Using the latest DNA technology to study one of the strains of bacteria recovered from the TitanicÕs rusticles, Dr. Henrietta Mann, of DalhousieÕs Faculty of Engineering, and former graduate student, Dr. Bhavleen Kaur, have discovered a new species of bacteria.
That the Dalhousie researchers were the first to discover the new species was just recently confirmed. ÒThis news was almost as exciting as doing the actual research,” said Dr. Mann.
When asked what they named their discovery, Dr. Mann said, Òwe named it BH1, after ourselves, Bhavleen and Henrietta.” This name is temporary, until the scientific community determines a permanent one. The new species, BH1, belongs to the genus Halomonas of the family Halomonadaceae.
For Dr. Kaur, Òfinding out that the bacteria I was studying was a previously unidentified species, was a delicious icing on my research cake. Working with DNA was so exciting. Sequencing the gene of the BH1 strain and then trying to find a match in the Genbank database available on the National Center for Biotechnology Information (NCBI) website, gave me an opportunity to learn and use molecular biology techniques.”
Identifying the new bacterial species was just the first step. Next, the two researchers had to determine if they had discovered, Òa good bacteria or a bad bacteria,” said Dr. Mann. ÒSo we tried to find out if strain BH1 had bio-corrosive ability.”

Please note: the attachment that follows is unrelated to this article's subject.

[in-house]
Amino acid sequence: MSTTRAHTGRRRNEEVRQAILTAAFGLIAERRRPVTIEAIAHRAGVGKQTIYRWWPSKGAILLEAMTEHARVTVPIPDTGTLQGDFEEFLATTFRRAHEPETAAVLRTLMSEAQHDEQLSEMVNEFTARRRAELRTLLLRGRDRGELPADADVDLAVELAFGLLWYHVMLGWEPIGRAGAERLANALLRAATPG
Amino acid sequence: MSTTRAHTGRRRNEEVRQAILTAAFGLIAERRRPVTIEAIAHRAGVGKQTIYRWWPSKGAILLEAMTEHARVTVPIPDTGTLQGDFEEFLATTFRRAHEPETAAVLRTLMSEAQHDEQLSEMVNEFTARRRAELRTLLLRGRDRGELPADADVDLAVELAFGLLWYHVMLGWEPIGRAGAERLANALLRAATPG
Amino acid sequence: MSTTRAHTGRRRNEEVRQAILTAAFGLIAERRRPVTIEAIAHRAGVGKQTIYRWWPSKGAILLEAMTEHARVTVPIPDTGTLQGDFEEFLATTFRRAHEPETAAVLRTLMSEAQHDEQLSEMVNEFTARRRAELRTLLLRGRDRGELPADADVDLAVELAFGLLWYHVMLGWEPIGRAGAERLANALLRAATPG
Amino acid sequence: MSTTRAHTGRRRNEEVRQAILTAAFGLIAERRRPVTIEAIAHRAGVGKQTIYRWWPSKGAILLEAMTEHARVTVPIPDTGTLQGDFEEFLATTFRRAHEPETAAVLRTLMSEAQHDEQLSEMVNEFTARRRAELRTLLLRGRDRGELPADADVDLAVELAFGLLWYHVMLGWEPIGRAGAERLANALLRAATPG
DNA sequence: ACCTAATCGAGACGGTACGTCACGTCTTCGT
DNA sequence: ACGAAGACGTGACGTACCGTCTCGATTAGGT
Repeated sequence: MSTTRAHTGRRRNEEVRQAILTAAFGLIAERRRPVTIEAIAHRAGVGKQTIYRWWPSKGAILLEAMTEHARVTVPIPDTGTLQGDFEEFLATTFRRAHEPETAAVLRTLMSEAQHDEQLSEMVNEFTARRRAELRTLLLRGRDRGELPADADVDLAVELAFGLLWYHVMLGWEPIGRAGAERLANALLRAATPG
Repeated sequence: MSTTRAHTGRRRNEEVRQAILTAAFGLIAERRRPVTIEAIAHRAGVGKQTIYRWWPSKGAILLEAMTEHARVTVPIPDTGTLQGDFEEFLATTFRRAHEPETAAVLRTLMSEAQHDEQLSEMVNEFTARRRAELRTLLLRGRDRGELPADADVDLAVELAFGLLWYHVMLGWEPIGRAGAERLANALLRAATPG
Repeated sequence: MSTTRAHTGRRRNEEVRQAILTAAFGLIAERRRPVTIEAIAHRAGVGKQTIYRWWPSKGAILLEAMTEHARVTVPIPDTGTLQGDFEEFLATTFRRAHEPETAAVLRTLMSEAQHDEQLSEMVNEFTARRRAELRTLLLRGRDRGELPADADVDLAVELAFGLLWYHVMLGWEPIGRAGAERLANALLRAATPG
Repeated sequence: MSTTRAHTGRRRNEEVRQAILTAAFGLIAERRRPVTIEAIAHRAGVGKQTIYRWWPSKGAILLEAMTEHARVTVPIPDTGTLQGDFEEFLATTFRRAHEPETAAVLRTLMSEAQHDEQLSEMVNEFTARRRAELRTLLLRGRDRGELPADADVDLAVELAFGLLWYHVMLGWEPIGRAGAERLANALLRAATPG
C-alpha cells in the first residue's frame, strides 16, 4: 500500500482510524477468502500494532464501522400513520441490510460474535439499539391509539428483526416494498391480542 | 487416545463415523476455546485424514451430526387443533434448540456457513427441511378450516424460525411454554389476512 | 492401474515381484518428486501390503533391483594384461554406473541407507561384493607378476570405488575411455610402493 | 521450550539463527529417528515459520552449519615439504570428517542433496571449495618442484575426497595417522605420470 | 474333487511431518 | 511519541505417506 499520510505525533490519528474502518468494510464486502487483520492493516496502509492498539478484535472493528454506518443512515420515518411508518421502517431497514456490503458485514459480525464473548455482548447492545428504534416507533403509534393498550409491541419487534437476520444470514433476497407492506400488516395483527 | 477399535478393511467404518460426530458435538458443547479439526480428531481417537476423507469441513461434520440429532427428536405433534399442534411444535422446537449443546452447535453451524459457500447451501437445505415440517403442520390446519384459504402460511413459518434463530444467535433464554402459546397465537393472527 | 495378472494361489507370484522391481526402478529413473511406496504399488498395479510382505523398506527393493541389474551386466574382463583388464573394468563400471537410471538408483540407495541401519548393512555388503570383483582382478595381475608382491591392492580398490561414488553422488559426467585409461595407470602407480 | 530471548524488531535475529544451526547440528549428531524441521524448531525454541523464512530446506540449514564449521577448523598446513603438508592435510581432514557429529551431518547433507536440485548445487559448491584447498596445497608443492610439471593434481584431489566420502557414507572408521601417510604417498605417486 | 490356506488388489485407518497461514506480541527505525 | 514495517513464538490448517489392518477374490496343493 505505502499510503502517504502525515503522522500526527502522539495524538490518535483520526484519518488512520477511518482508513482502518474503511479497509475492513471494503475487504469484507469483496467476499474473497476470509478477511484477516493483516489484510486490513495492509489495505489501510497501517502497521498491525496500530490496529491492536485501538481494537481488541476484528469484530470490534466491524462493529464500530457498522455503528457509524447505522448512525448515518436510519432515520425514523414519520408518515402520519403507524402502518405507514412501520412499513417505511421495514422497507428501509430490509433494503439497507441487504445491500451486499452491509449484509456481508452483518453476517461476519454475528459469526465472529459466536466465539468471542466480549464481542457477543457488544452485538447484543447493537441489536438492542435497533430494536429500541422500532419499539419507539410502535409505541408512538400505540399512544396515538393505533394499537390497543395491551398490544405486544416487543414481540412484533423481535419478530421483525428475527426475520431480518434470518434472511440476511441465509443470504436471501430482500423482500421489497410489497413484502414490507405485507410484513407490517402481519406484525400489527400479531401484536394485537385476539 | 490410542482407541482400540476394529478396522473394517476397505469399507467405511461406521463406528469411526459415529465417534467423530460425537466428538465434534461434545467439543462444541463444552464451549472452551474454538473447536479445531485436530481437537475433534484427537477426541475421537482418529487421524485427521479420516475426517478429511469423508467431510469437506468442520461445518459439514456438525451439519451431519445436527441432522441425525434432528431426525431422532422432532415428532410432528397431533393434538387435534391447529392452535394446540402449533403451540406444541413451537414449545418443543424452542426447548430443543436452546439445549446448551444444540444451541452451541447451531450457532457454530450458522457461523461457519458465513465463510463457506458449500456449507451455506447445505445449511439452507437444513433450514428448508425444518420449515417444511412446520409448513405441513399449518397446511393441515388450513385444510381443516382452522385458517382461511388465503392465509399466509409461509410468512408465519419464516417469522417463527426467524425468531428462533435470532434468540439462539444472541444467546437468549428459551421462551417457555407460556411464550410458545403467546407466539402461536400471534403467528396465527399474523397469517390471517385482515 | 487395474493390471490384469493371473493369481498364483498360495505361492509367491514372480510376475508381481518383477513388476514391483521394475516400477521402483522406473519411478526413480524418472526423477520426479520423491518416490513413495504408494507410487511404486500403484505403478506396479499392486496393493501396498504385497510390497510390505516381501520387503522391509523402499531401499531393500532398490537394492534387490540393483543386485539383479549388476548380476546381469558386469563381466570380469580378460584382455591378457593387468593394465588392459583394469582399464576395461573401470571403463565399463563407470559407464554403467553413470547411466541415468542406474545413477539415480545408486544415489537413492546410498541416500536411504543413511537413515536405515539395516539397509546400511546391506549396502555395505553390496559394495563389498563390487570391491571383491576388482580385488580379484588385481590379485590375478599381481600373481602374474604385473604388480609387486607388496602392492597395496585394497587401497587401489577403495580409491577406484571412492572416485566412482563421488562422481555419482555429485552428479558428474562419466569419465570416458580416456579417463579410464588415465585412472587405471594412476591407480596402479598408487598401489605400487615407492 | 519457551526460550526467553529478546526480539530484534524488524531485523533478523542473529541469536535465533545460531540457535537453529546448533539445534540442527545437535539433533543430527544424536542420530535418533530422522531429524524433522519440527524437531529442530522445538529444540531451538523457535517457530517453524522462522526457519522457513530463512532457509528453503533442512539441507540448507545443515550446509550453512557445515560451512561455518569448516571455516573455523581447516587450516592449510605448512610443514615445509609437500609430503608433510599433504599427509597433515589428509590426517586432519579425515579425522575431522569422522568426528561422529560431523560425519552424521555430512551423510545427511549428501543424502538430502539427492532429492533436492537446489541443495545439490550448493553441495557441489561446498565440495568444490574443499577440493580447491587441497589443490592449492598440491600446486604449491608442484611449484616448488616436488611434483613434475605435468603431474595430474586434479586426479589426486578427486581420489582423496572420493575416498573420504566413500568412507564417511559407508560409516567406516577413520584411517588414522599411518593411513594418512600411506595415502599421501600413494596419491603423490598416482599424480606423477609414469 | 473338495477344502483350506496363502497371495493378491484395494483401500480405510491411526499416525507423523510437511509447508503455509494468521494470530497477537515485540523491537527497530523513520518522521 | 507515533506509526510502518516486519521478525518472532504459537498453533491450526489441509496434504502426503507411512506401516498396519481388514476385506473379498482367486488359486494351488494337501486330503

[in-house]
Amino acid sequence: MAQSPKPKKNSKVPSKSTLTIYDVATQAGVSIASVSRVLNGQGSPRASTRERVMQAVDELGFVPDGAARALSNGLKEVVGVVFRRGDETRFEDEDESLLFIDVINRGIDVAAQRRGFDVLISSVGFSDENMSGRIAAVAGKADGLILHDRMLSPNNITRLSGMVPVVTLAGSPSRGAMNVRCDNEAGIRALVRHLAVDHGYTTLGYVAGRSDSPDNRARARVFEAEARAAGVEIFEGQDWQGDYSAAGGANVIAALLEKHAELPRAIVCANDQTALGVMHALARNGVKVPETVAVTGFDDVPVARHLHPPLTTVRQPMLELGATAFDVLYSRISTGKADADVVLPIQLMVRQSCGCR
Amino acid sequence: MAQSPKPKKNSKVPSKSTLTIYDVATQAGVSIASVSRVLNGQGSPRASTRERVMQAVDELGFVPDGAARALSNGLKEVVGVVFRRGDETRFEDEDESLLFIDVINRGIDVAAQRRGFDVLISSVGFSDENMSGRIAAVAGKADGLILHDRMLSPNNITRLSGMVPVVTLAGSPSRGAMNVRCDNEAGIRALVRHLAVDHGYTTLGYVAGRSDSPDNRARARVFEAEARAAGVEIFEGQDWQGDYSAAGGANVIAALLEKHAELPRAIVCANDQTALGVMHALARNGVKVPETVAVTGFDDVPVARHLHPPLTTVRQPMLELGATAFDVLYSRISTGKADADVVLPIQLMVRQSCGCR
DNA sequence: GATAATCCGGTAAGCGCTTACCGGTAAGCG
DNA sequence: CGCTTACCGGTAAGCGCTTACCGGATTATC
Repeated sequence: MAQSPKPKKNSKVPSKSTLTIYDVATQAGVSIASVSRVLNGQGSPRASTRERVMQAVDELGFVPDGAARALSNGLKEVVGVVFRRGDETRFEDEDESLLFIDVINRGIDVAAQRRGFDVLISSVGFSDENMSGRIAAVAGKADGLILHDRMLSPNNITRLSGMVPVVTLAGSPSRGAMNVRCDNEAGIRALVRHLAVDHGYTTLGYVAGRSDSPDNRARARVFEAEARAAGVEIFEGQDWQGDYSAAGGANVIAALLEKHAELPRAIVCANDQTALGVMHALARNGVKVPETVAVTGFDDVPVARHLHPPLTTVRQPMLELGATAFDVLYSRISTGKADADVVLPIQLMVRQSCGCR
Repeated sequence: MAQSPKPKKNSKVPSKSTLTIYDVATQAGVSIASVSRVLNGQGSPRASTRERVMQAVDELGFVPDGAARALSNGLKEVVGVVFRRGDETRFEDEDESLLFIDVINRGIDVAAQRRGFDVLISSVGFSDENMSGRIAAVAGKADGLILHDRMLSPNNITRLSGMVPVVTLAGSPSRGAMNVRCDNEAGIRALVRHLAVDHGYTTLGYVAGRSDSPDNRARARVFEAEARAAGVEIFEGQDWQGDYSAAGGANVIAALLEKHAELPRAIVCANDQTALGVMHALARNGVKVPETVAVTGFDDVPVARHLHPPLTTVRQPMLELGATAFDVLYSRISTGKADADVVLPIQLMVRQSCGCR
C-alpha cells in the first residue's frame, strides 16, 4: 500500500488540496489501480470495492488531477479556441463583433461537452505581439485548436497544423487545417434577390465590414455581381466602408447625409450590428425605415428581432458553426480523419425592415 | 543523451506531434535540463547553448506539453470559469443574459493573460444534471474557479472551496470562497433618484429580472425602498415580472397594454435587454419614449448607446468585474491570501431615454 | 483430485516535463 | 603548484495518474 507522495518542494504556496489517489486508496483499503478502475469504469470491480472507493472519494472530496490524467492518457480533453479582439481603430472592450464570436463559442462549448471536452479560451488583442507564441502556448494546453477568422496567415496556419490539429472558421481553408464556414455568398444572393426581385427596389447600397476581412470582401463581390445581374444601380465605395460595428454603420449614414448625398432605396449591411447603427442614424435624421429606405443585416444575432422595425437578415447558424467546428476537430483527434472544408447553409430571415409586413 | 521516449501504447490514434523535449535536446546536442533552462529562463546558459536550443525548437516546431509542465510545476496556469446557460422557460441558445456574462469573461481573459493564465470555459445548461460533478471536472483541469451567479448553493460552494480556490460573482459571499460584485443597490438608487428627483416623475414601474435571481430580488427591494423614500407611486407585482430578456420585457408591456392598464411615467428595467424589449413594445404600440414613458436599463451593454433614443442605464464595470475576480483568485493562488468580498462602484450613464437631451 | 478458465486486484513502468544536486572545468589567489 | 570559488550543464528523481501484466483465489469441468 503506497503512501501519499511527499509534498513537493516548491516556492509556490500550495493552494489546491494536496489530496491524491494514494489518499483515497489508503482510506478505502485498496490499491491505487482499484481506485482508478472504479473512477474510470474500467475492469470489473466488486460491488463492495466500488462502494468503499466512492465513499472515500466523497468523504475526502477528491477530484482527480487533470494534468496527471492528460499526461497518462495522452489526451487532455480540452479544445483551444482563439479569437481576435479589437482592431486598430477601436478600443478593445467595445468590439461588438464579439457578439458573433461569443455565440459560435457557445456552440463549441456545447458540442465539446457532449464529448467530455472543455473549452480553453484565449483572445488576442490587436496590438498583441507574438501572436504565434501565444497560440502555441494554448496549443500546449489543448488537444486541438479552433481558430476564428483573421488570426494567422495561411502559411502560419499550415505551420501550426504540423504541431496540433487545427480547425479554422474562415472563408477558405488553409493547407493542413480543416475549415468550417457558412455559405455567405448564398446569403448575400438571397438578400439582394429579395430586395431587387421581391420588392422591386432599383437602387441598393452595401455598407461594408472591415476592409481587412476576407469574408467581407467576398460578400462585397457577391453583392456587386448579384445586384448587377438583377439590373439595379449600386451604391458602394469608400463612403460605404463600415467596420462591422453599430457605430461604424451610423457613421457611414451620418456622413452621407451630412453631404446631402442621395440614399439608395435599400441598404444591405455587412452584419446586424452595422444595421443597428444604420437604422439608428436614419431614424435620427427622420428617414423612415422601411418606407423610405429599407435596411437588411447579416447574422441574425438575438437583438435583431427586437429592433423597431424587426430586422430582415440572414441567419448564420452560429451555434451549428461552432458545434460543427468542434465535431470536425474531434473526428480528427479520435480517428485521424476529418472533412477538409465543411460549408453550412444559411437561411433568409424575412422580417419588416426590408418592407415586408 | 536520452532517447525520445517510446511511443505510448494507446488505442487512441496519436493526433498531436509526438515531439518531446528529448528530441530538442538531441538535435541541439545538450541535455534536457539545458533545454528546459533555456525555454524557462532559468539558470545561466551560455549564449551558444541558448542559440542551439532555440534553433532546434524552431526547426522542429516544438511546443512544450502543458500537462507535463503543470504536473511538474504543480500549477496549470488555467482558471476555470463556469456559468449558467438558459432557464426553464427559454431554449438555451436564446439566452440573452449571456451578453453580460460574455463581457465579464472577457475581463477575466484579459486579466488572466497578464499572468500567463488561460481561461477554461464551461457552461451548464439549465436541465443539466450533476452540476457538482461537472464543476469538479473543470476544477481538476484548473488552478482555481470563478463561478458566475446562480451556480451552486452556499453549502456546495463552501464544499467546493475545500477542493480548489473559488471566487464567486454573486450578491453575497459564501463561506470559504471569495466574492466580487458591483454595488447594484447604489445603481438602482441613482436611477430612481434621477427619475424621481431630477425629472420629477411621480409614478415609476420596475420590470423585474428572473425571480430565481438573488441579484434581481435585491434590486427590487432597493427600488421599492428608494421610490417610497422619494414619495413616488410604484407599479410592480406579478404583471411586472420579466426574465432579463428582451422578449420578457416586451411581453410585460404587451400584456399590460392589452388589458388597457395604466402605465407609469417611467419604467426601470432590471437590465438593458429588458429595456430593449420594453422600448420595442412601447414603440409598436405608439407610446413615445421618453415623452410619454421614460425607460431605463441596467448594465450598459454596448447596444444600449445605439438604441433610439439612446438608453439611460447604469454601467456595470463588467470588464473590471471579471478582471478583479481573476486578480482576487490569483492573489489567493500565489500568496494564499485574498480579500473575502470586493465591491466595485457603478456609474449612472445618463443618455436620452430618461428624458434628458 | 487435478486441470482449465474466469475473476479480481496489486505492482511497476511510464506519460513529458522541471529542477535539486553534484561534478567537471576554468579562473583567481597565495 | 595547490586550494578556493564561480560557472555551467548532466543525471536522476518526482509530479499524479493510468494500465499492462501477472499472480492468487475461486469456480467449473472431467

ÒWe did this by putting a bacteria sample on the surface of small metal tags, we call coupons,” explains Dr. Mann. ÒThe BH1 cells stuck to the surface of these coupons and eventually destroyed the metal. So we knew we had a bad bacteria”
ÒThese bacteria can seriously damage ship and pipeline structures,” she continued. ÒTherefore, it would be a good idea to continue to study these bacteria in more depth.”
ÒIf we could discover a way to hold back or stop the bacteria from eating the metal,” explained Dr. Mann, Òwe could help the maritime industry avoid heavy replacement costs to their ships and pipelines. This work was started in biological engineering, but is very important to civil engineers in industry.”
Today the BH1 bacteria are kept under controlled conditions at the American Type Culture Collection (ATCC). ÒEventually we may hopefully obtain the funds to continue this research,” said Dr. Mann. ÒUntil then it is safe and is available to other researchers as well.”
On the night of April 14, 1912 the Titanic became the largest underwater metal structure. For the past 86 years it has been slowly eaten by the rusticles. ÒEventually nothing will remain but a rust stain on the ocean floor,” said Dr. Mann. ÒEverything will be recycled back to nature.”
Under the supervision of Dr. Mann, the study of the BH1 bacterial culture was the focus of Dr. KaurÕs doctoral thesis in Biological Engineering. ÒI love science and I enjoy research,” said Dr. Kaur, Ònow that I have completed my PhD, I look forward to working in a research firm where I can further my skills.”
Dr. Henrietta Mann is a part-time researcher in the Department of Civil and Resource Engineering, and Dr. Bhaveen Kaur is a Biological Engineering graduate from the Process Engineering and Applied Science Department, of Dalhousie University Faculty of Engineering.
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